Saturday, 4 April 2020

Tweaking the Emulator

When I wrote the original emulator, it was meant to be just that ; and it is actually the basis for all implementations. Some things are just inconsistent, e.g. Ctrl+Escape doesn't work across platforms. So I've been tinkering with that this morning - the Javascript version no longer has the debugger code, and Ctrl+Esc should reset everywhere.

I built it on an emulator framework that's at least six years old and has been used for several emulators of various types, which doesn't help either.

On a related matter, the six function keys which you can program with the fkey BASIC command (e.g. fkey 1,"Hello world"+chr$(13) ) won't work on many implementations because F1-F6 are coopted for something else in the browser or whatever. It is a system standard that these can be done with Ctrl+1 .. Ctrl+6 as well as F1-F6.

Game #2 : Breakout

Gotta start somewhere.

So I decided with a very simple game which doesn't need anything difficult - Breakout. It's modelled on the "Video Pinball" machine's version, which is fairly close to the original arcade.

It's entirely BASIC. The only change I made to the BASIC interpreter/Kernel is to allow the text drawer to scale, so I can do big letters easily .... admittedly they look a little blocky.

I did find a bug though, not fixed yet. You can't use Ctrl+Space , which is the break combination, to break out of a get$() (and probably not WAIT, INPUT, GET() as well).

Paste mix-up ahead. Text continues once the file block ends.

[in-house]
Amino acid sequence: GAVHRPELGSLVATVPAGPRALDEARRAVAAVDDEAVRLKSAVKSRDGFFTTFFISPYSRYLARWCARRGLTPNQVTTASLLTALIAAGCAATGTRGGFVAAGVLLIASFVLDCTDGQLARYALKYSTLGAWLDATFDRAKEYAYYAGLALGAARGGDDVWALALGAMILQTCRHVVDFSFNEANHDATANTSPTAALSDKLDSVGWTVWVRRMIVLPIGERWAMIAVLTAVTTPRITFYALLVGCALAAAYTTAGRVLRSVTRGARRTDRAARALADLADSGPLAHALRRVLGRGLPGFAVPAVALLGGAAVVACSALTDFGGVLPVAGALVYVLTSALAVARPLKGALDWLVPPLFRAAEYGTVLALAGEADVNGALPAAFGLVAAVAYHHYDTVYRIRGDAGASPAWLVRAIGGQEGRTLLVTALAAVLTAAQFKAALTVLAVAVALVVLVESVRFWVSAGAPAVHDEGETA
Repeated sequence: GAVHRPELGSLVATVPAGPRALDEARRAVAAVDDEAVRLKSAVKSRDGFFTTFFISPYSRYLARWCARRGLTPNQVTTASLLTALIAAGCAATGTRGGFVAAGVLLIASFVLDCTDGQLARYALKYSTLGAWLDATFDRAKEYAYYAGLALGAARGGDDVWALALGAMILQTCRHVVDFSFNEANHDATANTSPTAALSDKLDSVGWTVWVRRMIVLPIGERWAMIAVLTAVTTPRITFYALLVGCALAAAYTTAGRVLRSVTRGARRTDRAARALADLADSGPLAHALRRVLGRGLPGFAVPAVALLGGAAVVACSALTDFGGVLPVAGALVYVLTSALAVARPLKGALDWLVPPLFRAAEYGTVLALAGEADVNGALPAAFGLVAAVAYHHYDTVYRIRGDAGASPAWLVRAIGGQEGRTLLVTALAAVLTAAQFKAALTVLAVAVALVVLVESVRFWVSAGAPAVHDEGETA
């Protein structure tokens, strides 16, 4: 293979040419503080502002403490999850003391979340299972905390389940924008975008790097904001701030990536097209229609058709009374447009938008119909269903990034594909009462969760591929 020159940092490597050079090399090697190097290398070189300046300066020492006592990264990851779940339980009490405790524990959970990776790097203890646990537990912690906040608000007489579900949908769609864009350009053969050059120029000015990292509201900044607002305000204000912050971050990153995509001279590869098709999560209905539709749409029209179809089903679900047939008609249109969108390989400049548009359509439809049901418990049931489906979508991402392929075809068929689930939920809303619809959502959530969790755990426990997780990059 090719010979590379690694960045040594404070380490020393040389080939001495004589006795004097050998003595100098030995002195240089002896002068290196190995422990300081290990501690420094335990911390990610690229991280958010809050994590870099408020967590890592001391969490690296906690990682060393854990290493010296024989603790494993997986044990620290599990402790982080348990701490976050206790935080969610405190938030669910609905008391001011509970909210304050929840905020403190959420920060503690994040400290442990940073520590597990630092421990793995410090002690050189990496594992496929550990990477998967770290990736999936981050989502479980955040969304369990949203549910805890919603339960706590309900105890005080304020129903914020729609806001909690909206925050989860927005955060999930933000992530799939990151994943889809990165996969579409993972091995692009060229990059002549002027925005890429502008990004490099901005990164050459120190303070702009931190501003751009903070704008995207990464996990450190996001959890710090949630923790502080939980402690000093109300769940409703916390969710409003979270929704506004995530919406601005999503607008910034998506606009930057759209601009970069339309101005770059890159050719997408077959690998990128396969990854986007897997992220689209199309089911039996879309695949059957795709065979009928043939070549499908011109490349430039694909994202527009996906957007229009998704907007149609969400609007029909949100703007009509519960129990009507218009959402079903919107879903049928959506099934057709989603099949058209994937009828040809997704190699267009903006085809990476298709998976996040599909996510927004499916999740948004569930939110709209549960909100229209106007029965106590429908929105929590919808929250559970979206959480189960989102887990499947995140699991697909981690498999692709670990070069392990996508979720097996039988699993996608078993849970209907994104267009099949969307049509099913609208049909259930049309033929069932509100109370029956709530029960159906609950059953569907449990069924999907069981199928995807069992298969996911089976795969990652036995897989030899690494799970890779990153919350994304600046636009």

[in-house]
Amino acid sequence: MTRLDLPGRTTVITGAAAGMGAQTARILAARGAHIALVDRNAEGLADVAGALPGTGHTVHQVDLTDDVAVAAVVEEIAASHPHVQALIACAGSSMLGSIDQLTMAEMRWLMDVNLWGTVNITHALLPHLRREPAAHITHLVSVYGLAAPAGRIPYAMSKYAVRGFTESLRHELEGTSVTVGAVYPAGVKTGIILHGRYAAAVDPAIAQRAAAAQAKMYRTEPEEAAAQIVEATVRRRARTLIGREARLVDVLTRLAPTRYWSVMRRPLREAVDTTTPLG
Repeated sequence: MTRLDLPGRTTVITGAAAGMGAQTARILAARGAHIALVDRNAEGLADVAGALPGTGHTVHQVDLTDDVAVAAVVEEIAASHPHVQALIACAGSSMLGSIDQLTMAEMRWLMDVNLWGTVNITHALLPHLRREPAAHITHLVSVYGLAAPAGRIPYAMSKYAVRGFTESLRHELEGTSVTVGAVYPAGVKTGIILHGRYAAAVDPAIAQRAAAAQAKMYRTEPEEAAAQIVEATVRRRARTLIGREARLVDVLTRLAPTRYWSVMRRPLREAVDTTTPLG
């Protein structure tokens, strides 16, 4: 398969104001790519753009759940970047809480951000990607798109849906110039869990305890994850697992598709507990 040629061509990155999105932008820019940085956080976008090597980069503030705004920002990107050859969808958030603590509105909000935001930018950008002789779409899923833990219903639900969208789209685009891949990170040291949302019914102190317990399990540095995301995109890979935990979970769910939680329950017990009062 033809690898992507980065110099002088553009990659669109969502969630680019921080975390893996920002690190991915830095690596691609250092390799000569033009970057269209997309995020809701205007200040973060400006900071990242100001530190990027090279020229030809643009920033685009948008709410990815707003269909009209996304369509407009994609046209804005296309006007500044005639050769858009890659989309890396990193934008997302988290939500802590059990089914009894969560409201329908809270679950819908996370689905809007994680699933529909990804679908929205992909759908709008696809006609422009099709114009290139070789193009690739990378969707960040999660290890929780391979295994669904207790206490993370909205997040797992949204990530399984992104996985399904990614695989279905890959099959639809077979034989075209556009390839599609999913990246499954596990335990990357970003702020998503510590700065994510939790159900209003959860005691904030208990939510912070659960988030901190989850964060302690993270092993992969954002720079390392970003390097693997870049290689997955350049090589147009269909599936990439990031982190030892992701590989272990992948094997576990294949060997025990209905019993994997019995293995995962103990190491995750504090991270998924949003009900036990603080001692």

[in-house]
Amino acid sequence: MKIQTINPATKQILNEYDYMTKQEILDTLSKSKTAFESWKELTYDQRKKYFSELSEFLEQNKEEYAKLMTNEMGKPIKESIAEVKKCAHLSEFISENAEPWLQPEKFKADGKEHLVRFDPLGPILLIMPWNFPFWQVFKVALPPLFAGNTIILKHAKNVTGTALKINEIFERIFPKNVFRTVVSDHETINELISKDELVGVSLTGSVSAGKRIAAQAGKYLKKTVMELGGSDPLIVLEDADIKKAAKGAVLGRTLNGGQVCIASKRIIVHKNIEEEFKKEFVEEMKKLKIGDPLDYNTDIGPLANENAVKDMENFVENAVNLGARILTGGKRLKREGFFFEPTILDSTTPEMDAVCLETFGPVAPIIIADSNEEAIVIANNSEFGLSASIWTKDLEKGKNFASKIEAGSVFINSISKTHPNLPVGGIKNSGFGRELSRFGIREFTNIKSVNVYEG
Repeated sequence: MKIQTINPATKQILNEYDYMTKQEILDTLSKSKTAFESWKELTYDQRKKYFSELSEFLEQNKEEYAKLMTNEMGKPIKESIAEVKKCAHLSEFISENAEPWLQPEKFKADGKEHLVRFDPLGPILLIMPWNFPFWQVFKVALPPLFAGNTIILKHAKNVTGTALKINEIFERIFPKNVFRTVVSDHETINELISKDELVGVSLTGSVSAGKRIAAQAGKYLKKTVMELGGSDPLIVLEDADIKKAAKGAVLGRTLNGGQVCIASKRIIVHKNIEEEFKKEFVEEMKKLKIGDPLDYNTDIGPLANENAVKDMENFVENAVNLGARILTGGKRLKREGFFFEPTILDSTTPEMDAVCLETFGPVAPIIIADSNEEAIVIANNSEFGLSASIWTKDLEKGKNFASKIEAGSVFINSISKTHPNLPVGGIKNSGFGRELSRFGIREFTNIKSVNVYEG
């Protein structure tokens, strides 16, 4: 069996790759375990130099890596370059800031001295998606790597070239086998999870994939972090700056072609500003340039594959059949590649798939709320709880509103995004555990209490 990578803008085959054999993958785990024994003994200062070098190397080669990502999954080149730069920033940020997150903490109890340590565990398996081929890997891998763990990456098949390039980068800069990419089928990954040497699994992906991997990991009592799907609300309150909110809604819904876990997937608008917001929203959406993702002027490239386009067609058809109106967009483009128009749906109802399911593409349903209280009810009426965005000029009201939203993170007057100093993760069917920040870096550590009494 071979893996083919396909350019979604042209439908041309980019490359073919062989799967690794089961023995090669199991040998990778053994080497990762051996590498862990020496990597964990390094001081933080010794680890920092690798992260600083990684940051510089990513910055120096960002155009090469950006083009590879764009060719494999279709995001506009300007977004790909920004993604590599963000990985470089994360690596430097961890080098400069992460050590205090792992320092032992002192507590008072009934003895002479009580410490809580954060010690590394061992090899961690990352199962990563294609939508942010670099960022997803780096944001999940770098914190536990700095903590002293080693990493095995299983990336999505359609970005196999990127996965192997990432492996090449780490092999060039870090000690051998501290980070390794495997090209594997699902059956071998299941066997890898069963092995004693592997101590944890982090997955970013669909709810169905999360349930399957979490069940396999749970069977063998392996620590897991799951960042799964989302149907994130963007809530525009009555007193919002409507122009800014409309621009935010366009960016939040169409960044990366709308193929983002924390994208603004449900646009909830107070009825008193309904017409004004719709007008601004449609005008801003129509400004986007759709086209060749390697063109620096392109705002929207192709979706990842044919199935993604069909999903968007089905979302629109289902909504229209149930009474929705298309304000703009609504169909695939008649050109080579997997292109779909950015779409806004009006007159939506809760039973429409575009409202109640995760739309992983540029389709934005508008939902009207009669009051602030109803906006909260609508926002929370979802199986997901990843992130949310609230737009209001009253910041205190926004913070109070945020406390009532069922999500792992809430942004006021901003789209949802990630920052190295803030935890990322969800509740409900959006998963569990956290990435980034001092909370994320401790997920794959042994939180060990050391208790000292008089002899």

I'm going to build and upload at the end of the day, UK time, as there are now four versions ; Windows, Linux, ESP32, emscripten . Most of the work is actually done on Linux and the other two are just built occasionally.

Friday, 3 April 2020

A game and some progress.

So, a game does finally exist and works, but it's just a basic squash. It yielded an actual bug, a dumb one. The sound channels have a queue of sound events, you can queue up to 32 sounds or slides. These go in the tail of the queue, and are popped from the head of the queue. Unfortunately the head of the queue wasn't wrapping round (careless), so on the 32nd beep the sound stopped working.

It also now runs in Javascript. Quite well, seemingly, though I don't know how it works on a slower PC yet. Anyway, you can run the Javascript port here.

Thursday, 2 April 2020

Still no games.

Didn't work on it much yesterday, and fixed a few bugs. One was to do with rounding and conversion in the SDL tone generator code ; I was using (int) as a cast but casting it too early, and the consequence was that sound stopped playing after about 3 seconds on the tone channels. Another was the latency of sound, it was starting after a slight pause, so if you say hit something and had a sound effect it was slightly too late. I wrote this beeper code something like ten years ago and never noticed this before, probably because it was barely used.

Having been experimenting though I'm quite pleased. I made some mistakes, mostly due to language switching, so I'd write a != 3 rather than a <> 3 and it would barf. I thought I'd discovered half a dozen bugs when writing test code, but it turns out all of them were errors on my part, and the interpreter was doing exactly what it should, even when it crashed. One advantage of the VM design is it's almost uncrashable - some of these retro designs write the code in the target machines compiler, which means bugs can appear there. I'd forgotten that in SAVE "filename",a,b the second b was a length not an address, so I was writing out a 35k data file not a 5k one in the file I/O testing code. So when it was loaded back in - I can't check the size because it's perfectly legitimate to load into some areas - it overwrote the return stack and gave unmatched loop errors.